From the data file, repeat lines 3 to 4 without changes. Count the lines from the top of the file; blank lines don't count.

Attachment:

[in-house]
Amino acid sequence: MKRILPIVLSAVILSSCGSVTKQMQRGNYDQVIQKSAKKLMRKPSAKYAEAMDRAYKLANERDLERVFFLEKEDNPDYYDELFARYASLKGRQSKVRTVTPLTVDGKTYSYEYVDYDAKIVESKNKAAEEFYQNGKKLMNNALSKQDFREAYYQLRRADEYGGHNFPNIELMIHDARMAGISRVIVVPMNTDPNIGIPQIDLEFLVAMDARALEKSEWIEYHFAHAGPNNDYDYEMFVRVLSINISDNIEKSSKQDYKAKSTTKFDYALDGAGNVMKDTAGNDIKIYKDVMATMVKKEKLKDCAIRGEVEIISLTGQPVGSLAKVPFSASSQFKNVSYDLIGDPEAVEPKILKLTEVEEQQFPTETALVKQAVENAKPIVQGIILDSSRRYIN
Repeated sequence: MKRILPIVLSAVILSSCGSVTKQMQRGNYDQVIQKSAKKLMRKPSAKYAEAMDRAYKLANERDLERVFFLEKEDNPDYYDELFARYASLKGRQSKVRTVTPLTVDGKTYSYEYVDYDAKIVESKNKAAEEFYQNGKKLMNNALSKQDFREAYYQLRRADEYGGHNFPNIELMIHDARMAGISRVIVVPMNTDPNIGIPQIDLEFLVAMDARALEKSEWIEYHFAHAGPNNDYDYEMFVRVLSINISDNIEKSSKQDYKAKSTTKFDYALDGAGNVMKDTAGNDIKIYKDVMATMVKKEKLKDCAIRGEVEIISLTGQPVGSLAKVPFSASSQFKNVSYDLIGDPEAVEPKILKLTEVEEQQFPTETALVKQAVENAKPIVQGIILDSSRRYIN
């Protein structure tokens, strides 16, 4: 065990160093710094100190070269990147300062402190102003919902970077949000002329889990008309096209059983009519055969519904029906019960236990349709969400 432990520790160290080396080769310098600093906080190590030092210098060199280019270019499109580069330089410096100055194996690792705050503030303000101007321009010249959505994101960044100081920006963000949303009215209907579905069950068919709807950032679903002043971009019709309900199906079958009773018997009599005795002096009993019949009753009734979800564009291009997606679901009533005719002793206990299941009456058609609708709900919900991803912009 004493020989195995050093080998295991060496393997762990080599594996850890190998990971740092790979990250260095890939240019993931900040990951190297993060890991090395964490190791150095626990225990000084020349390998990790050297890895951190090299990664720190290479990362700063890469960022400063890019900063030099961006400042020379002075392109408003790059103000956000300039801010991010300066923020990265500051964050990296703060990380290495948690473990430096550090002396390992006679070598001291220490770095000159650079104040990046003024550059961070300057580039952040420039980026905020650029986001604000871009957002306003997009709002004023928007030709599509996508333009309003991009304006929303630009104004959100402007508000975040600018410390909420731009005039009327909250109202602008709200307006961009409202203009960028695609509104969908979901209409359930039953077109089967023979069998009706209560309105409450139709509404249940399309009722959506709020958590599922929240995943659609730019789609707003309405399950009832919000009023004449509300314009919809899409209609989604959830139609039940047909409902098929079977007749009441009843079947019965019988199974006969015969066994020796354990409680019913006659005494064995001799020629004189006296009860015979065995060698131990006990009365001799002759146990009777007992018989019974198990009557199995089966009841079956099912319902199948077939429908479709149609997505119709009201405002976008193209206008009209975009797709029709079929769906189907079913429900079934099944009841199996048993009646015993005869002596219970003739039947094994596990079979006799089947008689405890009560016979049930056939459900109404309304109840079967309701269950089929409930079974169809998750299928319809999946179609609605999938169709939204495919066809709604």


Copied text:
Repeated sequence: MKRILPIVLSAVILSSCGSVTKQMQRGNYDQVIQKSAKKLMRKPSAKYAEAMDRAYKLANERDLERVFFLEKEDNPDYYDELFARYASLKGRQSKVRTVTPLTVDGKTYSYEYVDYDAKIVESKNKAAEEFYQNGKKLMNNALSKQDFREAYYQLRRADEYGGHNFPNIELMIHDARMAGISRVIVVPMNTDPNIGIPQIDLEFLVAMDARALEKSEWIEYHFAHAGPNNDYDYEMFVRVLSINISDNIEKSSKQDYKAKSTTKFDYALDGAGNVMKDTAGNDIKIYKDVMATMVKKEKLKDCAIRGEVEIISLTGQPVGSLAKVPFSASSQFKNVSYDLIGDPEAVEPKILKLTEVEEQQFPTETALVKQAVENAKPIVQGIILDSSRRYIN
């Protein structure tokens, strides 16, 4: 065990160093710094100190070269990147300062402190102003919902970077949000002329889990008309096209059983009519055969519904029906019960236990349709969400 432990520790160290080396080769310098600093906080190590030092210098060199280019270019499109580069330089410096100055194996690792705050503030303000101007321009010249959505994101960044100081920006963000949303009215209907579905069950068919709807950032679903002043971009019709309900199906079958009773018997009599005795002096009993019949009753009734979800564009291009997606679901009533005719002793206990299941009456058609609708709900919900991803912009 004493020989195995050093080998295991060496393997762990080599594996850890190998990971740092790979990250260095890939240019993931900040990951190297993060890991090395964490190791150095626990225990000084020349390998990790050297890895951190090299990664720190290479990362700063890469960022400063890019900063030099961006400042020379002075392109408003790059103000956000300039801010991010300066923020990265500051964050990296703060990380290495948690473990430096550090002396390992006679070598001291220490770095000159650079104040990046003024550059961070300057580039952040420039980026905020650029986001604000871009957002306003997009709002004023928007030709599509996508333009309003991009304006929303630009104004959100402007508000975040600018410390909420731009005039009327909250109202602008709200307006961009409202203009960028695609509104969908979901209409359930039953077109089967023979069998009706209560309105409450139709509404249940399309009722959506709020958590599922929240995943659609730019789609707003309405399950009832919000009023004449509300314009919809899409209609989604959830139609039940047909409902098929079977007749009441009843079947019965019988199974006969015969066994020796354990409680019913006659005494064995001799020629004189006296009860015979065995060698131990006990009365001799002759146990009777007992018989019974198990009557199995089966009841079956099912319902199948077939429908479709149609997505119709009201405002976008193209206008009209975009797709029709079929769906189907079913429900079934099944009841199996048993009646015993005869002596219970003739039947094994596990079979006799089947008689405890009560016979049930056939459900109404309304109840079967309701269950089929409930079974169809998750299928319809999946179609609605999938169709939204495919066809709604």